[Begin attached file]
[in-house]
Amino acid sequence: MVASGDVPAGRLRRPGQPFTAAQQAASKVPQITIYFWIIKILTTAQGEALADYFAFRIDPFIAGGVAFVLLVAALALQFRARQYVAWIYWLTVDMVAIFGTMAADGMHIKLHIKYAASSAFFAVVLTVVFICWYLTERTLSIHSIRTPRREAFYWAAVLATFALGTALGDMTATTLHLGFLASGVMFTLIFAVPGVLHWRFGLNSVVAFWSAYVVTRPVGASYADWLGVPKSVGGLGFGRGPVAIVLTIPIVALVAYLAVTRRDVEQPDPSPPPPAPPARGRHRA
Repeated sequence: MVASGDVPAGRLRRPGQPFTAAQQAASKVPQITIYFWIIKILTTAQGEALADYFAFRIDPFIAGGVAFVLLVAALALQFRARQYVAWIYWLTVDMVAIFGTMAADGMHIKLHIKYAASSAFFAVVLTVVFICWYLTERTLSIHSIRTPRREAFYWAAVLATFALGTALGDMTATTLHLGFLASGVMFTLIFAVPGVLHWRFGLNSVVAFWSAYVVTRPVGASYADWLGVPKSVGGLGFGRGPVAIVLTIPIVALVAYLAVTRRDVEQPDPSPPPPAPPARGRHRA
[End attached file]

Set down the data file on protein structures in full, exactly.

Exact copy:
[in-house]
Amino acid sequence: MVASGDVPAGRLRRPGQPFTAAQQAASKVPQITIYFWIIKILTTAQGEALADYFAFRIDPFIAGGVAFVLLVAALALQFRARQYVAWIYWLTVDMVAIFGTMAADGMHIKLHIKYAASSAFFAVVLTVVFICWYLTERTLSIHSIRTPRREAFYWAAVLATFALGTALGDMTATTLHLGFLASGVMFTLIFAVPGVLHWRFGLNSVVAFWSAYVVTRPVGASYADWLGVPKSVGGLGFGRGPVAIVLTIPIVALVAYLAVTRRDVEQPDPSPPPPAPPARGRHRA
Repeated sequence: MVASGDVPAGRLRRPGQPFTAAQQAASKVPQITIYFWIIKILTTAQGEALADYFAFRIDPFIAGGVAFVLLVAALALQFRARQYVAWIYWLTVDMVAIFGTMAADGMHIKLHIKYAASSAFFAVVLTVVFICWYLTERTLSIHSIRTPRREAFYWAAVLATFALGTALGDMTATTLHLGFLASGVMFTLIFAVPGVLHWRFGLNSVVAFWSAYVVTRPVGASYADWLGVPKSVGGLGFGRGPVAIVLTIPIVALVAYLAVTRRDVEQPDPSPPPPAPPARGRHRA